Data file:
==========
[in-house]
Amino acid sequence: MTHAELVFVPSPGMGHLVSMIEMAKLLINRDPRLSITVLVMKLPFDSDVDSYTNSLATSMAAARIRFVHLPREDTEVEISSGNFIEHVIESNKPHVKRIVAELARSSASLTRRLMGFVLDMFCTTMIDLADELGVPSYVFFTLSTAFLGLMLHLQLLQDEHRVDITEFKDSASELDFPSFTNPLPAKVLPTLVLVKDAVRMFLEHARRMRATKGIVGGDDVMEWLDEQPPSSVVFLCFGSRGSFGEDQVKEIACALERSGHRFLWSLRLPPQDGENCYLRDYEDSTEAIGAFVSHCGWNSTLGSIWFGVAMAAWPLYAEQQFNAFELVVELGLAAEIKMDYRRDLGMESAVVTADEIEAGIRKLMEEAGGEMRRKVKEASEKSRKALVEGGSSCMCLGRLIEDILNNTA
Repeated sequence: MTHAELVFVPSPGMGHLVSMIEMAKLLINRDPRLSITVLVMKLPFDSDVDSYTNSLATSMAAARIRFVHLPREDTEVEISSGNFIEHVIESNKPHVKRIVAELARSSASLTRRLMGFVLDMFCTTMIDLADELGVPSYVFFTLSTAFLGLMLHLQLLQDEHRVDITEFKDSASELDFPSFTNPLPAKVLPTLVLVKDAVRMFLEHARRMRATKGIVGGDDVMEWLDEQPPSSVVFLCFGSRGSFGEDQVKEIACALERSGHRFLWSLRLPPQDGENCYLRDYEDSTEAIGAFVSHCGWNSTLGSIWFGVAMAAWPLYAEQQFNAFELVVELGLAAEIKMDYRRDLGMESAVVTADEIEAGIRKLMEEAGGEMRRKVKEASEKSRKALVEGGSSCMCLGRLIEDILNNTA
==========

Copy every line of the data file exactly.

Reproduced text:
[in-house]
Amino acid sequence: MTHAELVFVPSPGMGHLVSMIEMAKLLINRDPRLSITVLVMKLPFDSDVDSYTNSLATSMAAARIRFVHLPREDTEVEISSGNFIEHVIESNKPHVKRIVAELARSSASLTRRLMGFVLDMFCTTMIDLADELGVPSYVFFTLSTAFLGLMLHLQLLQDEHRVDITEFKDSASELDFPSFTNPLPAKVLPTLVLVKDAVRMFLEHARRMRATKGIVGGDDVMEWLDEQPPSSVVFLCFGSRGSFGEDQVKEIACALERSGHRFLWSLRLPPQDGENCYLRDYEDSTEAIGAFVSHCGWNSTLGSIWFGVAMAAWPLYAEQQFNAFELVVELGLAAEIKMDYRRDLGMESAVVTADEIEAGIRKLMEEAGGEMRRKVKEASEKSRKALVEGGSSCMCLGRLIEDILNNTA
Repeated sequence: MTHAELVFVPSPGMGHLVSMIEMAKLLINRDPRLSITVLVMKLPFDSDVDSYTNSLATSMAAARIRFVHLPREDTEVEISSGNFIEHVIESNKPHVKRIVAELARSSASLTRRLMGFVLDMFCTTMIDLADELGVPSYVFFTLSTAFLGLMLHLQLLQDEHRVDITEFKDSASELDFPSFTNPLPAKVLPTLVLVKDAVRMFLEHARRMRATKGIVGGDDVMEWLDEQPPSSVVFLCFGSRGSFGEDQVKEIACALERSGHRFLWSLRLPPQDGENCYLRDYEDSTEAIGAFVSHCGWNSTLGSIWFGVAMAAWPLYAEQQFNAFELVVELGLAAEIKMDYRRDLGMESAVVTADEIEAGIRKLMEEAGGEMRRKVKEASEKSRKALVEGGSSCMCLGRLIEDILNNTA